LAS VEGAS (May 2018) - The Neon Museum has selected Karl Orozco as its 2018 National Artist in Residence.  Orozco, a Filipino-American printmaker, illustrator, comic artist, and educator, creates work that grapples with the legacy of colonialism and seeks to challenge assumed notions of race, family, migration and power.  Orozco will fulfill his residency over with weeks this summer, from July 2 - August 25.  An artist's reception will be held at Nevada Humanities Program Gallery on Thursday, July 5, from 6 to 9 p.m. and an open studio event will take place at the Neon Museum's NE10 Studio on Friday, August 24, from 6 to 9 p.m.

In a field of more than 50 applicants, Orozco was chosen due to his affinity for signs, storytelling and fostering meaningful connections with people. During his residency, Orozco will present “Come You Back to Maynila Bay,” a community engagement printmaking project using hand-carved linoleum mahjong tiles to retell family narratives of his grandmother’s underground gambling den in the Philippines. Alongside interviews with his “Lola” (Tagalog for “grandmother”), historical research into post-World War II Philippines and references derived from the Neon Museum’s collection of Las Vegas neon signs, Orozco will design and create signage welcoming museum visitors to a reimagined space mimicking his grandmother’s 1950s underground mahjong parlor.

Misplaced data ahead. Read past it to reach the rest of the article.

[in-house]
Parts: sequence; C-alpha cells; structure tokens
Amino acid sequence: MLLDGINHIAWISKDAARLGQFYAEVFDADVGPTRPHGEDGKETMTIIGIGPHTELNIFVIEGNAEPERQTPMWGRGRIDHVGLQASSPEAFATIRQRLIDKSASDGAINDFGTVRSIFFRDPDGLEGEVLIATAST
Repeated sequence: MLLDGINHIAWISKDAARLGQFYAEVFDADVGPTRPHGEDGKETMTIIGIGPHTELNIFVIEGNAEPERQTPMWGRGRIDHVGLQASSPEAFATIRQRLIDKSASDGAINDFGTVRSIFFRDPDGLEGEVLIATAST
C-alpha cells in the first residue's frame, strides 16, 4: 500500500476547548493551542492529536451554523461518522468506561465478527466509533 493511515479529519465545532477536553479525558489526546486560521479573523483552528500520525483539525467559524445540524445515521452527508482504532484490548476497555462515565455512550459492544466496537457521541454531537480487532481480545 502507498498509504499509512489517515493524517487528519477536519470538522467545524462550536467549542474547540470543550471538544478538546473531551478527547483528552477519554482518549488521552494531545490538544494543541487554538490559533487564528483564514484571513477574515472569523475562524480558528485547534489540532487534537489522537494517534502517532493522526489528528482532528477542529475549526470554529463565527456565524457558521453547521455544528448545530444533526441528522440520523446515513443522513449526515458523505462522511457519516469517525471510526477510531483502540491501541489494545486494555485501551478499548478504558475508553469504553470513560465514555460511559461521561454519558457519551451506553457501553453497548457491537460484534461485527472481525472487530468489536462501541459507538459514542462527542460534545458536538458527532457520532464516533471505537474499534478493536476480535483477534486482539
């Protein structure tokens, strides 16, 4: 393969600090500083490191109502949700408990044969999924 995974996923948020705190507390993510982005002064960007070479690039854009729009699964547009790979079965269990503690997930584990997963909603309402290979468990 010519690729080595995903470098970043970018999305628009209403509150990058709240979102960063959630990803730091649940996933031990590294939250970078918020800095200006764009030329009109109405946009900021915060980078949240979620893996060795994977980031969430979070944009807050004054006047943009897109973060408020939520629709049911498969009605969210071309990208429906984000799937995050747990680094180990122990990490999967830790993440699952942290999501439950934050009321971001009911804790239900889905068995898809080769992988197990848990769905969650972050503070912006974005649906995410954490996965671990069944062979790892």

ABOUT THE ARTIST

Currently a museum educator and teaching artist for the Queens Museum in New York City, Orozco teaches sequential art, printmaking, animation and portraiture to middle-school students. He graduated from Oberlin College with a Bachelor of Arts degree in Visual Art and Sociology. One of his lasting legacies is the Asia America Art Collective, a biennial arts symposium featuring artists from the Asian/Pacific diaspora. His commitment to the Filipino- and Asian-American community is further evident in his graphics and printmaking work. Orozco creates promotional materials for racial justice organizations such as the Asian Arts Initiative, 18 Million Rising, and Anakbayan New York-New Jersey, a Filipino youth organization. He believes that artists are key in engaging audiences outside of social movements, serving as interpreters for complex and difficult topics. In 2011, Orozco received an Oberlin Shansi In-Asia research grant to create a serigraph suite The Philippine Scene which detailed his first trip to his motherland Philippines. He later became an Oberlin Shansi Teaching Fellow in Banda Aceh, Indonesia, where he taught English literature and storytelling at Syiah Kuala University and organized Akar Imaji, an arts and community organization that holds free after school art classes and provides spaces and opportunities for young Acehnese artists to connect and showcase their creativity.